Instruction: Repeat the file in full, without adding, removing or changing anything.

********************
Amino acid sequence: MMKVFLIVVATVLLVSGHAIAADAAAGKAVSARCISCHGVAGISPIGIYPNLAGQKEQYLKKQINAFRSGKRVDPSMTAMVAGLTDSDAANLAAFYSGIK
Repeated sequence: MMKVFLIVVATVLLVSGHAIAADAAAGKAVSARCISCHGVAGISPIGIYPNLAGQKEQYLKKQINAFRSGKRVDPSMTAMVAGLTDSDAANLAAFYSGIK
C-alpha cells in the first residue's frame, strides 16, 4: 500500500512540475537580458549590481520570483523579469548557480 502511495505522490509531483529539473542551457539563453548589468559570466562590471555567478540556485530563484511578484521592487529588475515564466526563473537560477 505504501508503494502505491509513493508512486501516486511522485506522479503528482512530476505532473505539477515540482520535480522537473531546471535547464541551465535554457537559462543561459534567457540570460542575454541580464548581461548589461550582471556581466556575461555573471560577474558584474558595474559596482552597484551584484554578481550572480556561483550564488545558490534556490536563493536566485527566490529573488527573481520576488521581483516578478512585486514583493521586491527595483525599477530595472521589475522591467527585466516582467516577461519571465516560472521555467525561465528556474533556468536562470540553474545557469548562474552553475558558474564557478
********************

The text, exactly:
Amino acid sequence: MMKVFLIVVATVLLVSGHAIAADAAAGKAVSARCISCHGVAGISPIGIYPNLAGQKEQYLKKQINAFRSGKRVDPSMTAMVAGLTDSDAANLAAFYSGIK
Repeated sequence: MMKVFLIVVATVLLVSGHAIAADAAAGKAVSARCISCHGVAGISPIGIYPNLAGQKEQYLKKQINAFRSGKRVDPSMTAMVAGLTDSDAANLAAFYSGIK
C-alpha cells in the first residue's frame, strides 16, 4: 500500500512540475537580458549590481520570483523579469548557480 502511495505522490509531483529539473542551457539563453548589468559570466562590471555567478540556485530563484511578484521592487529588475515564466526563473537560477 505504501508503494502505491509513493508512486501516486511522485506522479503528482512530476505532473505539477515540482520535480522537473531546471535547464541551465535554457537559462543561459534567457540570460542575454541580464548581461548589461550582471556581466556575461555573471560577474558584474558595474559596482552597484551584484554578481550572480556561483550564488545558490534556490536563493536566485527566490529573488527573481520576488521581483516578478512585486514583493521586491527595483525599477530595472521589475522591467527585466516582467516577461519571465516560472521555467525561465528556474533556468536562470540553474545557469548562474552553475558558474564557478